Tips/Ideas on how to make the perfect ceasar? The really kind with egg yolk,garlic and anchovies. Don't seem to be able to get one here in Rome where I live. Everyonce and awhile you run across one of those heavy creamy ones, but yuk pretty much.So I'll have to make for myself. My ideal ceasar is from Zuni in SF.
You might want to get the Zuni Cookbook at the library & see whether you'd like to own it (if that's possible in Rome--if not, it's available on Amazon starting around $16.95). If that's your ideal, you'll want to follow the steps in the book. My teenage son tried the Zuni recipe & was thrilled with the result; he's a big caesar fan.
After years of making Caesar in a wooden bowl, I have found the texture is greatly improved by making the dressing in a food processor, plus it is very quick.
I take a little salt and pepper, 1 tsp of dried mustard powder, 2 garlic cloves, 4 anchovies, 1 tsp horseradish, couple of splashes of crystal or other good hot sauce, couple of splashes of worchestshire, about 1 T of red wine vinegar, about 1 T lemon juice, about 1/4 to 1/3 cup olive oil.
Put all the above in processor and process until garlic cloves have blended into dressing. Taste for seasoning and if more oil is needed.
Add 1 egg yolk with a tiny bit of the white, after holding it under hot water in slotted spoon for about a minute. Process some more (about 15 seconds).
Pour over romain torn into bite size pieces and add about 1/3 cup parmesan and a handful of croutons.
Cookric, The processer method works even better if you use a garlic press first and add the pressed garlic to the olive oil. Those of us that use anchovies add them at this stage too.
As to the croutons, my preferred method is to put 1/2 cup olive oil in a heavy duty pan, add 5 whole cloves of garlic. Saute` until garlic browns but doesn't blacken. Remove garlic, add whole pieces of stale french bread and fry both sides until just golden brown. Chop into crouton size and add warm croutons just before serving.
Everybody here seem to have the basics on what it takes to make a good Caesar. There was a casual Italian restaurant near me here in Brooklyn that made a Caesar with all the above but I noticed some other taste coming through which really added a richness. I later discovered that it was a bit of mayo that they addded to the basic Caesar recipe. I since have seen "Best Ever" Caesar recipes which have included some mayo. I'm generally not big on trying to improve already great recipes but in this case I gotta say the mayo IS pretty good, if you don't add too much.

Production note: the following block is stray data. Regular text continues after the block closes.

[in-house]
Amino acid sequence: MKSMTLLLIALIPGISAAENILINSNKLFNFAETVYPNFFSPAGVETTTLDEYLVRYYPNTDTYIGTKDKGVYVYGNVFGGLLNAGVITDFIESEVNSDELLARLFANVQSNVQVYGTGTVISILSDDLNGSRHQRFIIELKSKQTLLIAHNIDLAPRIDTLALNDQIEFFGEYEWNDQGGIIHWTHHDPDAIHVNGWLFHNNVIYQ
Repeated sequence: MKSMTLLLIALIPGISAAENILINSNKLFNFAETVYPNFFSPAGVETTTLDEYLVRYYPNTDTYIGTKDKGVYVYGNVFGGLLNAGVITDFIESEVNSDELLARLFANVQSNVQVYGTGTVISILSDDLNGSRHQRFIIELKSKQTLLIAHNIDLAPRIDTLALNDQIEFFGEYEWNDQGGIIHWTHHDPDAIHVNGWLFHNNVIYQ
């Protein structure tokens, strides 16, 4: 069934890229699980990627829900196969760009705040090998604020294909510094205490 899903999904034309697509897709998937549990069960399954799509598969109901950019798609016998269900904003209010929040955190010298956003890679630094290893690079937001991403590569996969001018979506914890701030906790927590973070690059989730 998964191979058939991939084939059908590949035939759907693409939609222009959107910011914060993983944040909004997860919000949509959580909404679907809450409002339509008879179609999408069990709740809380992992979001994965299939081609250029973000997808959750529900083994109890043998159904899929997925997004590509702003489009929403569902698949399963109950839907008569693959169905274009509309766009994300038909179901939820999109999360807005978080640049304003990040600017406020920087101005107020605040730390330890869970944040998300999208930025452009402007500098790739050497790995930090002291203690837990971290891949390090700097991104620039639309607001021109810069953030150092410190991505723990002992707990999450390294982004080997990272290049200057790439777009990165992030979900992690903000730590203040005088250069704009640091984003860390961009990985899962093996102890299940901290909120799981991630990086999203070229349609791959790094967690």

Here is my version. It is a favorite withn my family. all my children ask for it on their birthdays.
10-12 cups torn heart of romaine
1/2 c extra virgin olive oil
2-3 minced garlic cloves
1-2 T Worchester sauce
1 large or 2 small lemons
2 coddled eggs(recipe below)
1/2 c fresh grated Parmesan cheese
fresh ground pepper
homemade croutons(recipe below)
In bottom of sald bowl mash together anchovies,garlic,Worchester sauce. Whisk in olive oil. Add romaine,squeeze lemons over lettuce, crack eggs over lettuce. Lightly toss, making sure to well distribute all ingredients. Add cheese & croutons. Have extra whole anchovies available for anchovies lovers.
Coddled eggs- place eggs in cup, cover with hot tap water to bring to room temperature. Place eggs in boiling water for 30 seconds only. Immediately remove eggs and place in ice water to stop eggs from cooking.
Homemade croutons- 4 cups 3/4" brad cubes(I like to use sourdough bread). Dip bread cubes in olive oil, place on cookie sheet in 325 degree oven for approximately 15 minutes until crisp & golden.
Using a blender or proccesor will guarantee you a heavy, creamy result.
The best way is to make the caesar the classic way, in the bowl; I myself use my mortar and pestle. Retrieve any classic Caesar dressing recipe, even use the one above, but do it all by hand, where you can controll the consistency of your dressing.
First mash the garlic, anchovies and kosher salt into a paste.
Add the lemon juice, mustard, worchestershire, tasbasco, red pepper flakes. Whisk throughly; add egg yolks. Blend to a light yellow color.
Slowly drizzle your oil in while whisking. 1 egg yolk holds up to 4 oz of oil, more including any other base ingredients. MOre oil equals a thicker dressing. Finish with a generous handful of grated parmesean.